At Atlas Obscura we spend our days searching out hidden wonders throughout the world. Sometimes we find amazing places right in front of us. For Project Re:Use, we teamed up with Cadillac to explore some incredible spaces that were rescued from disrepair and interview the people who gave these spaces new life.
Opened in 1875 the Williamsburg Savings Bank was considered “one of the most monumental spaces surviving in New York from the Post-Civil War era.” But after years of slow neglect, it was a mess. In 2011, Carlos Perez San Martin moved from Argentina to Williamsburg, Brooklyn to undertake the project of his life: restoring the bank to its original beauty.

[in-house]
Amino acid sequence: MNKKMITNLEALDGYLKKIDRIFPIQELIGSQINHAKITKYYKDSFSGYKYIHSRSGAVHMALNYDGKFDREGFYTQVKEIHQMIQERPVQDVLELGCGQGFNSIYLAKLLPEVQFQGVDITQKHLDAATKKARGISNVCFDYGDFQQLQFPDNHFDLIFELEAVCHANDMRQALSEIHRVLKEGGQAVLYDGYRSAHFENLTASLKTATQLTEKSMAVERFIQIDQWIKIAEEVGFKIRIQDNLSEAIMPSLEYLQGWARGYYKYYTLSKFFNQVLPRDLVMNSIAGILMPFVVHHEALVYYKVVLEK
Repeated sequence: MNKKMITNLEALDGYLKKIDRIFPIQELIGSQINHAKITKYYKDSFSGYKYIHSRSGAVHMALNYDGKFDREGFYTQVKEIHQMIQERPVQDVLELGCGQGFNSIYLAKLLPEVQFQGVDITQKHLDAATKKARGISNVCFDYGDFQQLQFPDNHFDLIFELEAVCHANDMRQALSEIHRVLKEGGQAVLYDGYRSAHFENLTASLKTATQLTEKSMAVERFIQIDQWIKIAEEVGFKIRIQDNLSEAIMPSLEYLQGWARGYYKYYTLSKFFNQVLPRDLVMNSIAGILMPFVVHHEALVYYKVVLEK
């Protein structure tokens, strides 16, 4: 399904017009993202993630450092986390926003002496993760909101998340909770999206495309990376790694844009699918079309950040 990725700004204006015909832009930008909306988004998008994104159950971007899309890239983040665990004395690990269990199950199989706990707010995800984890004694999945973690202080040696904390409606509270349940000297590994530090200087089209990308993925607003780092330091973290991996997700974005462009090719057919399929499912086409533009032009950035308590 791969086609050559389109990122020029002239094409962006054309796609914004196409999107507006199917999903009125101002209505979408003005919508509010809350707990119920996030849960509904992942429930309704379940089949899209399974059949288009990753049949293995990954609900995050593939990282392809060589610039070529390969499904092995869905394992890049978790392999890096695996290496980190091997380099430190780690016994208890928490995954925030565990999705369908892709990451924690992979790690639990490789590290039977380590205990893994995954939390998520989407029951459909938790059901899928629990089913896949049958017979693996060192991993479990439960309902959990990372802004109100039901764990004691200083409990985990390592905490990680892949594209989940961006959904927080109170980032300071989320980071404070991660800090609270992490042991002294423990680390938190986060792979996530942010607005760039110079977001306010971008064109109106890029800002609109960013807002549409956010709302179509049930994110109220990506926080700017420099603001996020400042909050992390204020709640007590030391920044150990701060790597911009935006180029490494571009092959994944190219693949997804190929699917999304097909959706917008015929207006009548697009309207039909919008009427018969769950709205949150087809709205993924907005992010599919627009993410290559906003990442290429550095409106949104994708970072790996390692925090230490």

Overseeing a small army of artisans, Carlos has made it a mission to restore the building to its grand origins, save any details he could, and recreate the ones he could not. His aim is to restore and honor the craftsmanship that epitomizes this building. After three years of work, Carlos Perez San Martin and architect David Scott Parker have created a jewel of adaptive reuse. I ask Carlos and David what it took to turn the clock back on this magnificent space.
See the rest of the Project Re:Use videos here including a mine sweeper turned floating tavern, and a group of young designers using forgotten techniques.
-Dylan, Co-Founder of Atlas Obscura
“This post is in partnership with Cadillac”